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How To Care For Your Clothes And Make Them Last

How To Care For Your Clothes And Make Them Last

Just in case you hadn’t noticed, we LOVE clothes. It’s not just about how they look, but how the perfect outfit can boost your confidence and make you feel your best. That's why it's so important to go the extra mile to take care of your wardrobe, so that you can get that feeling for as long as possible.

Not only will taking care of your clothes mean that you look fabulous for longer, it's also better for the environment. Did you know that around 2/3 of a piece of clothing's environmental impact happens after it's been bought? There are a couple of reasons for this, like clothes only being worn a handful of times, or clothes being washed more times than they need to be. 

The good news is that we can change that by switching up how we care for our clothes - it’s the simple things that make a huge difference. So, from how you wash your clothes, to how you wear them, here are a few steps you can take to make your clothes last longer. Your future self and the environment will thank you!

clothes within a washing basket


You can't beat that freshly-washed feeling, but did you know that how you wash your clothes can impact how long they last? When it comes to washing your clothes, there are three big things to consider. Wash less, wash cold and wash by hand. 

1. Wash Less

Most items of clothing (apart from underwear and socks) can be worn multiple times before needing to be washed. Items like jeans can be washed once a month (yes, really), so take a moment to consider if a piece of clothing is actually dirty before throwing it in the wash.

Investing in a spot cleaner is an easy way to keep your clothes clean without damaging them, and saves the water and energy you would use if you put them in for a full wash. 

Life hack: Did you know you can bag your jeans and put them in the freezer for a day or two, and it'll kill any bacteria and smells, ready to be worn again?

2. Wash Cold

You might think that hot temperatures are better for getting rid of stains and bacteria, and you'd be right, but only for really dirty clothes. We're talking an entire glass of red wine down your white dress dirty. 

For everyday washes, keep things cool (no higher than 30 degrees) as the excess heat can break down the fibres of your clothes, meaning they won't last as long. The temperature marked on the labels is the MAX temp that they can be washed at, so wash your clothes at a lower heat to keep them fresh and looking gorgeous for longer.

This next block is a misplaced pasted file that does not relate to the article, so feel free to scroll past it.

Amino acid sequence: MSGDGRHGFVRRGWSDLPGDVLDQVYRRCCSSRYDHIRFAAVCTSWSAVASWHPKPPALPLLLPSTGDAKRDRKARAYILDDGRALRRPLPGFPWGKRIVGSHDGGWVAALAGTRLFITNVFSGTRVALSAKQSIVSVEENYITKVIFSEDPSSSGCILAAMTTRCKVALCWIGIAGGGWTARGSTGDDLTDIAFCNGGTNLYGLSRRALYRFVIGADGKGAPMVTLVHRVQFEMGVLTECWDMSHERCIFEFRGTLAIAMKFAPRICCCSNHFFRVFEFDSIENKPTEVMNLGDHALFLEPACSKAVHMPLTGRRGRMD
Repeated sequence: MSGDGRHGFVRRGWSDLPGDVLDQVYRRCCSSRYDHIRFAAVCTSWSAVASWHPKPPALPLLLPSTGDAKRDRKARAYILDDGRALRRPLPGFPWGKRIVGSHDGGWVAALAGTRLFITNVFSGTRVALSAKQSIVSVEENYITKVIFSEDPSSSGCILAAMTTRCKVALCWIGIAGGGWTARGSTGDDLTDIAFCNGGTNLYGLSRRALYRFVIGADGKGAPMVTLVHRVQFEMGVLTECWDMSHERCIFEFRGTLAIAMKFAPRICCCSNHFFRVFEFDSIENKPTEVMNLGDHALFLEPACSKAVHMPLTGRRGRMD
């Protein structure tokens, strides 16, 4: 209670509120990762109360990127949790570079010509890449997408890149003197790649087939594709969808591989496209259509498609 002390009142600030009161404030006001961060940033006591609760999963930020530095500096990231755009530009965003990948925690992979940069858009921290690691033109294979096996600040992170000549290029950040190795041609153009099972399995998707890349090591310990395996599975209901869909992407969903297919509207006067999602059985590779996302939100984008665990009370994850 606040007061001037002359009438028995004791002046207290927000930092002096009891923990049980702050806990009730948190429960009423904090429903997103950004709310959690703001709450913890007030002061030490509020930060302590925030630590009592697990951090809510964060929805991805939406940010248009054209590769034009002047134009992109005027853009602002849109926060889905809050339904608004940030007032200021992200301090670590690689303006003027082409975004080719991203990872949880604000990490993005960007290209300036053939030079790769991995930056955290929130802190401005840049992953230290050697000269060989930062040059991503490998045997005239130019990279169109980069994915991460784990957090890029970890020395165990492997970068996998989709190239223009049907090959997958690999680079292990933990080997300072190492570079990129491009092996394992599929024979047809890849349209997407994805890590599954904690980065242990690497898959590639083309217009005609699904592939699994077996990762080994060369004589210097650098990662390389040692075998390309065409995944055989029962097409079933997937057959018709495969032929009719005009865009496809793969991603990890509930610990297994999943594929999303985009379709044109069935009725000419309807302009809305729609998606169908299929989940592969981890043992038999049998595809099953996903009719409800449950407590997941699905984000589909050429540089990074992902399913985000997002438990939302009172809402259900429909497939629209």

3. Wash By Hand

Don't panic. We aren't about to suggest you wash everything by hand. But some pieces need that little extra care. Delicate items like lingerie, sequinned pieces, and materials like silk and wool will last much longer if you take the time to wash them by hand. 

Turn your clothes inside out (especially with beads and sequins) to protect them, and wash with a delicate detergent in cool water. Not only will your clothes be saved from being thrown around in a washing machine, damaging them, but washing by hand uses less water, so it's a win-win for your clothes and the environment.

If you don't have the time to hand wash your clothes, invest in garment bags that will help protect pieces as they're being washed. 

clothes on a washing line in a garden


So you've washed your clothes, now what? 

Well, first thing's first, step away from the tumble dryer. It might be convenient, but tumble drying your clothes breaks down the fibres much faster than if you hung them out to dry. Tumble dryers also emit large amounts of CO2 with each wash, so by skipping the dryer, you're already helping the planet.

Bonus: Line drying your clothes reduces creases, so less ironing, and you get that "fresh clothes" smell every time, yay! 

clothes hanging up on a rail


Now for the best part. One of the easiest ways to reduce your fashion footprint is simply by re-wearing the clothes you love. That time you re-wore your favourite wrap dress all wedding season? You were helping the planet, and looked fabulous whilst doing it. The more you wear your fave outfits, the more sustainable you're being. 

If a piece of clothing gets damaged, don’t worry! Just bust out the sewing kit and get fixing. There are lots of easy fixes you can do at home, like sewing on a button or reattaching the hook and eye that always falls off. But for the big holes, hemming and tailoring, leave it to the pros (unless you are a pro, or just really good at following YouTube tutorials). Taking your clothes to a tailor is cheaper than you might think, and they’ll fix up your fave item quickly and neatly. Taking the time to fix your clothes will extend their life cycle, and it’ll encourage you to wear them on repeat, knowing you took the time to care for them. 

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